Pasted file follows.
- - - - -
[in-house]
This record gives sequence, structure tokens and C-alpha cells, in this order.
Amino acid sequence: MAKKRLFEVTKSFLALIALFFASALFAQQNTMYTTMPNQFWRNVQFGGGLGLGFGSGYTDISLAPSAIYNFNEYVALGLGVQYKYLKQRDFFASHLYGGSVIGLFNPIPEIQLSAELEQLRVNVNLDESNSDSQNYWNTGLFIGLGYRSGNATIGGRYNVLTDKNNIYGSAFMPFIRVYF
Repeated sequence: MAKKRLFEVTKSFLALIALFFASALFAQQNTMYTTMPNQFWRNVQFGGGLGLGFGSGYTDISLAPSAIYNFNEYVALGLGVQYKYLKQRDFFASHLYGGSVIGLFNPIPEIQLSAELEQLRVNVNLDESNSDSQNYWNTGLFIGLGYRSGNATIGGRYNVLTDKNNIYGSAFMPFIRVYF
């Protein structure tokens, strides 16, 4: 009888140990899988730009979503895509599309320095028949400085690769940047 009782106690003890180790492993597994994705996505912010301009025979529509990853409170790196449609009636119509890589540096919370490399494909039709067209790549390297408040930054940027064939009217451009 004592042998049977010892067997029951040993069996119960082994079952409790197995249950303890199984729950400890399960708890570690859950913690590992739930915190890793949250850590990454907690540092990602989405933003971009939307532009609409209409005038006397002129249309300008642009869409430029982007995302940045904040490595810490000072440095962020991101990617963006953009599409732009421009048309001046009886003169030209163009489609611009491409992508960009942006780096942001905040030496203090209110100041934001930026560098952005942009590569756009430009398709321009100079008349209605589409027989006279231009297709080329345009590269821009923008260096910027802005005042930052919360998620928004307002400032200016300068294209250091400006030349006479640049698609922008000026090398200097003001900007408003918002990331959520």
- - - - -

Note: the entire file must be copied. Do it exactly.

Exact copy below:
[in-house]
This record gives sequence, structure tokens and C-alpha cells, in this order.
Amino acid sequence: MAKKRLFEVTKSFLALIALFFASALFAQQNTMYTTMPNQFWRNVQFGGGLGLGFGSGYTDISLAPSAIYNFNEYVALGLGVQYKYLKQRDFFASHLYGGSVIGLFNPIPEIQLSAELEQLRVNVNLDESNSDSQNYWNTGLFIGLGYRSGNATIGGRYNVLTDKNNIYGSAFMPFIRVYF
Repeated sequence: MAKKRLFEVTKSFLALIALFFASALFAQQNTMYTTMPNQFWRNVQFGGGLGLGFGSGYTDISLAPSAIYNFNEYVALGLGVQYKYLKQRDFFASHLYGGSVIGLFNPIPEIQLSAELEQLRVNVNLDESNSDSQNYWNTGLFIGLGYRSGNATIGGRYNVLTDKNNIYGSAFMPFIRVYF
């Protein structure tokens, strides 16, 4: 009888140990899988730009979503895509599309320095028949400085690769940047 009782106690003890180790492993597994994705996505912010301009025979529509990853409170790196449609009636119509890589540096919370490399494909039709067209790549390297408040930054940027064939009217451009 004592042998049977010892067997029951040993069996119960082994079952409790197995249950303890199984729950400890399960708890570690859950913690590992739930915190890793949250850590990454907690540092990602989405933003971009939307532009609409209409005038006397002129249309300008642009869409430029982007995302940045904040490595810490000072440095962020991101990617963006953009599409732009421009048309001046009886003169030209163009489609611009491409992508960009942006780096942001905040030496203090209110100041934001930026560098952005942009590569756009430009398709321009100079008349209605589409027989006279231009297709080329345009590269821009923008260096910027802005005042930052919360998620928004307002400032200016300068294209250091400006030349006479640049698609922008000026090398200097003001900007408003918002990331959520």